Most mornings for me go something like this:
- 7:14 Roll over, grab my phone
- 7:15 Check email
- 7:17 Scroll through facebook feed, save articles to read later
- 7:22 Open NYTimes App, read headlines
- 7:25 Re-check email
- 7:30 Look at clock, realize how late it is, freak out
- 8:10 Having showered, dressed, lunch packed, leave house scattered and anxious
If I could magically change one part of my life it would be the first two hours of my day. Instead of waking up feeling rested, refreshed, and ready for the day, I am often groggy, rushed, and late. I spend more time on my phone “checking in” on what has happened in the world in the last seven hours and less time checking in on myself.
My world seems to move so fast and sometimes the time between getting home from a long day of work and waking up for another long day is only a few hours. But instead of dedicating those hours as sacred and sanctuary, I let them fly away.
As I write this I am packing for a vacation. I’ve made the conscious decision not to bring a computer or iPad; I have a few paper books and a blank, new journal. Even more drastic for me, I am taking a vacation from posting and checking my social media. The world will go on. And it will be waiting for me when I return.
With no email to check, no social media, and no news to compulsively consume, I don’t know what the first moments of my morning will look like. Will I sleep more soundly without the lure of the blue light of a phone? Will I take 5 minutes (or 30 seconds) to meditate? Will I write down my dreams for future reflection? Or, will I feel lonely or disconnected from the world? What will happen if I miss a big moment in pop culture, world news, or the lives of my congregation and friends? What will be revealed to me when I step away from the world and step back toward myself?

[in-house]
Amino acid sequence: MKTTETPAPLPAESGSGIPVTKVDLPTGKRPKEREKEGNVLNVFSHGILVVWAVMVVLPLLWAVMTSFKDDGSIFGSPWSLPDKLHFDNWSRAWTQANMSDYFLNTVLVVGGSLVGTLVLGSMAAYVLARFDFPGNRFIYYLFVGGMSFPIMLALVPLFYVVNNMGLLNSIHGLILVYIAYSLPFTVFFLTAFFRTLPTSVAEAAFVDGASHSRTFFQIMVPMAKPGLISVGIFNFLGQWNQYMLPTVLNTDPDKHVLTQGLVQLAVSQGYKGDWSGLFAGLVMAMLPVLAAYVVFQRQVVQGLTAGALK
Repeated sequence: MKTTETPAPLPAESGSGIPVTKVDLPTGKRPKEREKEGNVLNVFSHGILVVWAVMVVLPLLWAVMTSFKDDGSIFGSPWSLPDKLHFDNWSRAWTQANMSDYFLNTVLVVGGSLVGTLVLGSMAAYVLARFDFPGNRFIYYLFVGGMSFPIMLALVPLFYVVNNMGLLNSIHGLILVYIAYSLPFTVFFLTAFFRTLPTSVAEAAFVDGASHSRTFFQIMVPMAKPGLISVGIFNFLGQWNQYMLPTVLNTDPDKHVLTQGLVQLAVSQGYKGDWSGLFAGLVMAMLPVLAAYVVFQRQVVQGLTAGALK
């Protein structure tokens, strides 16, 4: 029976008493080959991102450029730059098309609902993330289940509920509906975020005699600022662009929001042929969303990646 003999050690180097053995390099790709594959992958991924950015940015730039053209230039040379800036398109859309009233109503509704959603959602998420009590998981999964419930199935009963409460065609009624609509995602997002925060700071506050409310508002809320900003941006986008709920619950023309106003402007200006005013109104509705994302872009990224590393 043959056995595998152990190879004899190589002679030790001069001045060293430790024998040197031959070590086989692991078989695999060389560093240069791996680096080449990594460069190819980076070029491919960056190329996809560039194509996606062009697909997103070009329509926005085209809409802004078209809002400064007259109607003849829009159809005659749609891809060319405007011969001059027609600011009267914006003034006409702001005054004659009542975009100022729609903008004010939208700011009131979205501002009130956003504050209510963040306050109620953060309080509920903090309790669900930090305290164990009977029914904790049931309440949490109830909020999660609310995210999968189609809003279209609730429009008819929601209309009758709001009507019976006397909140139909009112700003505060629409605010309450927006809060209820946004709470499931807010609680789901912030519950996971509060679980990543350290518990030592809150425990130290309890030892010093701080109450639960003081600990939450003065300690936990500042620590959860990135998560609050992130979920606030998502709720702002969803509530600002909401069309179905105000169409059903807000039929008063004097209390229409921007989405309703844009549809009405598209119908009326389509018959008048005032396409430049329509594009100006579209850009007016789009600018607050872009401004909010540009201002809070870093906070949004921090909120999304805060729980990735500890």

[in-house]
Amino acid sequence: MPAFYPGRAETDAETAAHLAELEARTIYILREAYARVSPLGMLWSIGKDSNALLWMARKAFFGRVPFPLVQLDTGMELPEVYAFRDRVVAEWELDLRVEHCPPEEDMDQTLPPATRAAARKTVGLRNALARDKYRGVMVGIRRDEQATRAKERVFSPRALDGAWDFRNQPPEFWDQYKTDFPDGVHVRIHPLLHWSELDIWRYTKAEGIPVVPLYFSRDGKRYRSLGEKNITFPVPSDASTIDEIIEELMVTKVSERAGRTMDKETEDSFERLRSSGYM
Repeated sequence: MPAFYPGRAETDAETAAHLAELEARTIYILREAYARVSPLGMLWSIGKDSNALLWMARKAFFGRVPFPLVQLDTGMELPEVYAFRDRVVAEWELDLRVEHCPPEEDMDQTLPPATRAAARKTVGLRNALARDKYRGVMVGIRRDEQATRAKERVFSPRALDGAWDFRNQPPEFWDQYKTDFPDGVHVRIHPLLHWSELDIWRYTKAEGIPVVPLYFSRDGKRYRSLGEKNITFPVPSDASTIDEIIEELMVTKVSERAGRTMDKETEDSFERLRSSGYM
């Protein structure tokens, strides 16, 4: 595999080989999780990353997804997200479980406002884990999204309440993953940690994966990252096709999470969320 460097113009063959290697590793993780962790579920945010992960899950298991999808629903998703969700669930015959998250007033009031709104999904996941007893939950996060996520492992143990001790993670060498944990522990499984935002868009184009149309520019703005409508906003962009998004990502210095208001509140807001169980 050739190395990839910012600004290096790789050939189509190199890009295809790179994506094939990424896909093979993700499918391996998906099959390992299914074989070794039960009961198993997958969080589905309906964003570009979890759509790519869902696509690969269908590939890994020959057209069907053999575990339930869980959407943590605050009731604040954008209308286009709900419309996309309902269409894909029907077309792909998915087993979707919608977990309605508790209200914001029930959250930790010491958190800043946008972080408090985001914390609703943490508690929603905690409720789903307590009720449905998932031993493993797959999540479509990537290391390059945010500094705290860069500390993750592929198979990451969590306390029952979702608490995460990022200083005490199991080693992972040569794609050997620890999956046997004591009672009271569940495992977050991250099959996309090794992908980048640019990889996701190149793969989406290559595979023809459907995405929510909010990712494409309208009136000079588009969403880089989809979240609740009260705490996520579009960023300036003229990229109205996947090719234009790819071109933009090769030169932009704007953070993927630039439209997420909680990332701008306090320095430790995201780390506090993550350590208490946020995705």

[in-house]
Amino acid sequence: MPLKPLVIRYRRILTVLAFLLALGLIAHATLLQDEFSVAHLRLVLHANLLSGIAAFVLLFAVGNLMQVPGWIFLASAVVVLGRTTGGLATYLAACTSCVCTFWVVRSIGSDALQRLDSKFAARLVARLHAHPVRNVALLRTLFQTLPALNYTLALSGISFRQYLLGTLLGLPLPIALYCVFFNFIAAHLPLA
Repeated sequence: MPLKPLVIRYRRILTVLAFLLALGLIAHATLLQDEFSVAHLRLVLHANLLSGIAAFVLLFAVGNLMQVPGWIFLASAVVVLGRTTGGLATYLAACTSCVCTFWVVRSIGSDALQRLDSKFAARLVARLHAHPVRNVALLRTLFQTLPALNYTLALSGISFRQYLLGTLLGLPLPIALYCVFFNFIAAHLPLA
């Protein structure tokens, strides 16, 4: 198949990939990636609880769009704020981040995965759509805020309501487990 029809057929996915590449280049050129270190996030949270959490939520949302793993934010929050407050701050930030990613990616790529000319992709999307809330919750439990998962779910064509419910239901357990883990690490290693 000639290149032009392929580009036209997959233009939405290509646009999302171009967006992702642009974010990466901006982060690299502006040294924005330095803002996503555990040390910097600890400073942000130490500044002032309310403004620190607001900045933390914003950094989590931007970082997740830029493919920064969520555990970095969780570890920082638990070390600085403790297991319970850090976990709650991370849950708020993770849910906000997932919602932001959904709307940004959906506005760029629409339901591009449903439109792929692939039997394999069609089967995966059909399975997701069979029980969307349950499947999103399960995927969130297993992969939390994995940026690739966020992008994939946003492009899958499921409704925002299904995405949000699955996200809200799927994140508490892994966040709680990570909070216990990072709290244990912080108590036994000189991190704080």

One of the books in my carry-on bag is The Sleep Revolution, Arianna Huffington’s newest work on the science behind the importance of sleep. While I’ve wanted to read it for months, I couldn’t bear to read something that I knew was true and that I couldn’t or wouldn’t put into action. But with 11 work-less, phone-less, life-full days in front of me, maybe I have a chance.
Karen Perolman is the associate rabbi at Congregation B’nai Jeshurun in Short Hills, NJ. Ordained in 2010 by the Hebrew Union College-Jewish Institute of Religion, Karen credits her involvement with NFTY, URJ Camp Harlam, and the Maryland Hillel community with her desire to pursue the rabbinate, including a pivotal summer traveling with the NFTY in Israel program. Karen is a voracious reader which fuels her passion to understand the intersections between food, politics, Judaism, feminism and social justice. She can be found on twitter @rabbikrp.